GALLIPOLIS — On Thursday evening, Gallipolis residents unearthed a Civil War-era shell — an apparent remnant of Camp Carrington, a Union Army encampment located in Gallipolis during the Civil War.
According to the Gallipolis Police Department, on the evening of April 18, officers were called to the residence of Michael Coup at 83 Mill Creek Road by Dee McCullough.
McCullough reported to the officers that, in preparation for building a porch at the residence, workers had unearthed what appeared to be a military shell.
As a result of the discovery, the 703 DOD Co., an Explosive Ordinance Disposal (EOD) team from Fort Knox, Kentucky, was contacted by officers.
After examining pictures of the military shell sent to them by the police department, the team from Fort Knox determined that the object was stable and safe to leave overnight. Members of the team arrived on Friday morning in Gallipolis to collect the item.
According to the EOD team, an ordinance, such as the one discovered, is almost always safe, but under the right conditions it is possible for for these military relics to detonate.
Since the shell had been buried and filled with moisture it was highly unlikely to be a problem, according to the officials.
The team reportedly relayed the story of a situation in Georgia whereby a cannonball had been located by someone and put on a mantel in their home. After it had dried out, the cannonball exploded.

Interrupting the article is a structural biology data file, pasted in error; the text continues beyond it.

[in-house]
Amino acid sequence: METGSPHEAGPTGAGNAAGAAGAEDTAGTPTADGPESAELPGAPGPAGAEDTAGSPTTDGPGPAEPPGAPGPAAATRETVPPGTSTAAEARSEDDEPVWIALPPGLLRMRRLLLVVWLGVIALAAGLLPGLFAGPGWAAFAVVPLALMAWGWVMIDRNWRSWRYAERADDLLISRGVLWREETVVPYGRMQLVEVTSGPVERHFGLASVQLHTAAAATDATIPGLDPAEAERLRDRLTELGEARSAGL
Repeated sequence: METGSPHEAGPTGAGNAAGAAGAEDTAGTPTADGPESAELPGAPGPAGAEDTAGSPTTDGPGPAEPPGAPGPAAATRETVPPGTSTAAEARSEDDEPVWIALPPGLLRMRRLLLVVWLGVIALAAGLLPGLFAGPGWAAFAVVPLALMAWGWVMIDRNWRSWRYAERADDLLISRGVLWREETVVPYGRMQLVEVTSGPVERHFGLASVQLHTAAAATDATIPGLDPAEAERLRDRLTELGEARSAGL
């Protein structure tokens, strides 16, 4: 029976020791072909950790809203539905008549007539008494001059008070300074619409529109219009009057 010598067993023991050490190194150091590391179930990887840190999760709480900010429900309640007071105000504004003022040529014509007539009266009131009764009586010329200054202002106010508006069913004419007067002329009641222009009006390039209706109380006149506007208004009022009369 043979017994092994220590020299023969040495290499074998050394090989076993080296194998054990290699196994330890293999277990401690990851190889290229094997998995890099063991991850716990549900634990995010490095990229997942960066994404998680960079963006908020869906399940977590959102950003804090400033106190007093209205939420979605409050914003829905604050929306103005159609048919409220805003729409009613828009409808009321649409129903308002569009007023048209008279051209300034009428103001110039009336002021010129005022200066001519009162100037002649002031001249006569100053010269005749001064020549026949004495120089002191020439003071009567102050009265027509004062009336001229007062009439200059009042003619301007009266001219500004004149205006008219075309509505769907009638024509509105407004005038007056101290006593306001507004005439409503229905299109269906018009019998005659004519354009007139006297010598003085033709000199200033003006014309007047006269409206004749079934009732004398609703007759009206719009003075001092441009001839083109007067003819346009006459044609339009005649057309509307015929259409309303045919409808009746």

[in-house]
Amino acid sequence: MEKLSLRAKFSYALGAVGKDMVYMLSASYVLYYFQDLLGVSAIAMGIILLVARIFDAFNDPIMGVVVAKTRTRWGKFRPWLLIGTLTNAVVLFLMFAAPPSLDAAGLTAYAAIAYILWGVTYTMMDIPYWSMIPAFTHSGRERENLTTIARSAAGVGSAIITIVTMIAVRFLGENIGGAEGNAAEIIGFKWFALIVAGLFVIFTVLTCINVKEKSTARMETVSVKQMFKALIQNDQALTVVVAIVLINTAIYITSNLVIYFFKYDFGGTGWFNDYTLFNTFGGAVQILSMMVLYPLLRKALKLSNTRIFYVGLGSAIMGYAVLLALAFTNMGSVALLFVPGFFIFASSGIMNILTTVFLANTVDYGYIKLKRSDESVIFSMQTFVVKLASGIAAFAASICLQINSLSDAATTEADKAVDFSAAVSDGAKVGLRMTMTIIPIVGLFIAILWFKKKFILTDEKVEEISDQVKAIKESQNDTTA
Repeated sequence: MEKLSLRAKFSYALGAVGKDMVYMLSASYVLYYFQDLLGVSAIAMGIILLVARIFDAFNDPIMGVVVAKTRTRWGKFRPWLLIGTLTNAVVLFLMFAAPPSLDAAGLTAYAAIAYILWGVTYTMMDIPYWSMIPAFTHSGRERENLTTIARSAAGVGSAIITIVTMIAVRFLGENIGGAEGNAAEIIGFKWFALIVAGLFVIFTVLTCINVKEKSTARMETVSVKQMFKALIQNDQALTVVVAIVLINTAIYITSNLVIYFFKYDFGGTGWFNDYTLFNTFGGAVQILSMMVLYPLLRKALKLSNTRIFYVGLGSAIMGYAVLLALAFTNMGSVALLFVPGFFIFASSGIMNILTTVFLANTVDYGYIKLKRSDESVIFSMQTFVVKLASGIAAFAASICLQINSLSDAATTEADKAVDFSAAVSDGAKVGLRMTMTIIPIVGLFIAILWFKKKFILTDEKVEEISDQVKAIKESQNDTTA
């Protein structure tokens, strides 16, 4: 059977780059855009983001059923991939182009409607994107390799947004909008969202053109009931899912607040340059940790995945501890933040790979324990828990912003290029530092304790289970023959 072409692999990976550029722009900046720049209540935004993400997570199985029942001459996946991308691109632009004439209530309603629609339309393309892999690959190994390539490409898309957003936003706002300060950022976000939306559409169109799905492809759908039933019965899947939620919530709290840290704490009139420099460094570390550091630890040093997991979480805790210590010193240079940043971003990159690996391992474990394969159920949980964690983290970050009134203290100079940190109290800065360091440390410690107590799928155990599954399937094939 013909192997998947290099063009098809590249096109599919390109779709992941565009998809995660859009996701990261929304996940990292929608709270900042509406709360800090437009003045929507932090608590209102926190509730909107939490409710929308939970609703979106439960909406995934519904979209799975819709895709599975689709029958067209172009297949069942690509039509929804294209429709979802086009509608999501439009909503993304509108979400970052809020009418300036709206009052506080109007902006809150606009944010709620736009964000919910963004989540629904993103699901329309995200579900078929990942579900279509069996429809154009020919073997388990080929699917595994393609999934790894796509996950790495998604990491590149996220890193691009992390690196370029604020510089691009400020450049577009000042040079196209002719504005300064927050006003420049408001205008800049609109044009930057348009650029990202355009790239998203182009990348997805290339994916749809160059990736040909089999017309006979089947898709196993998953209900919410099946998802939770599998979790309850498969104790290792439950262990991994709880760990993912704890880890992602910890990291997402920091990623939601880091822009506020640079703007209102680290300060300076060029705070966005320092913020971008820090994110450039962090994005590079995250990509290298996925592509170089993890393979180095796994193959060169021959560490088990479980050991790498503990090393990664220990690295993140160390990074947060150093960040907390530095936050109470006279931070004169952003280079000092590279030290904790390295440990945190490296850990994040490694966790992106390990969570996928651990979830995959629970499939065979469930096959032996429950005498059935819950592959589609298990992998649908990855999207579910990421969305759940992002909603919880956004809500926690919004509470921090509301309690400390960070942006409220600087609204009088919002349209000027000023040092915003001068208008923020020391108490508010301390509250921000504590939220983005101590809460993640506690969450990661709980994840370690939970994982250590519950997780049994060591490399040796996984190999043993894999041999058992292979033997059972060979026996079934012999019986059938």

According to the police department, it is a good idea for anyone who finds any military ordinance, regardless of its age, to contact the proper authorities for disposal.
Research conducted by the police department has found that this area was part of Camp Carrington from around 1861-1865. Camp Carrington was an encampment in Gallipolis during the Civil War which occupied 28 acres from roughly Sycamore Street to somewhere in the Cliffside Golf Course and over to the river.
The camp was used to recruit and train soldiers for the use in the Union Army. It is believed that artillery was one of the skills taught here and it is believed that this item was one of the shells used in that training.
The shell reportedly appears to be from a 10 pound Parrott Rifle, which saw use by both sides during the conflict. This rifle was similar to a cannon, but used by both sides during the conflict. This rifle was similar to a cannon, but used rifling to improve the accuracy. Somewhere around six hundred of these rifles were built. It was constructed of wrought iron and used a steel re-enforcing band near the breech to strengthen the iron. The shell itself could be hollowed out and filled with explosives, and, in some versions, lead shot to increase its lethality.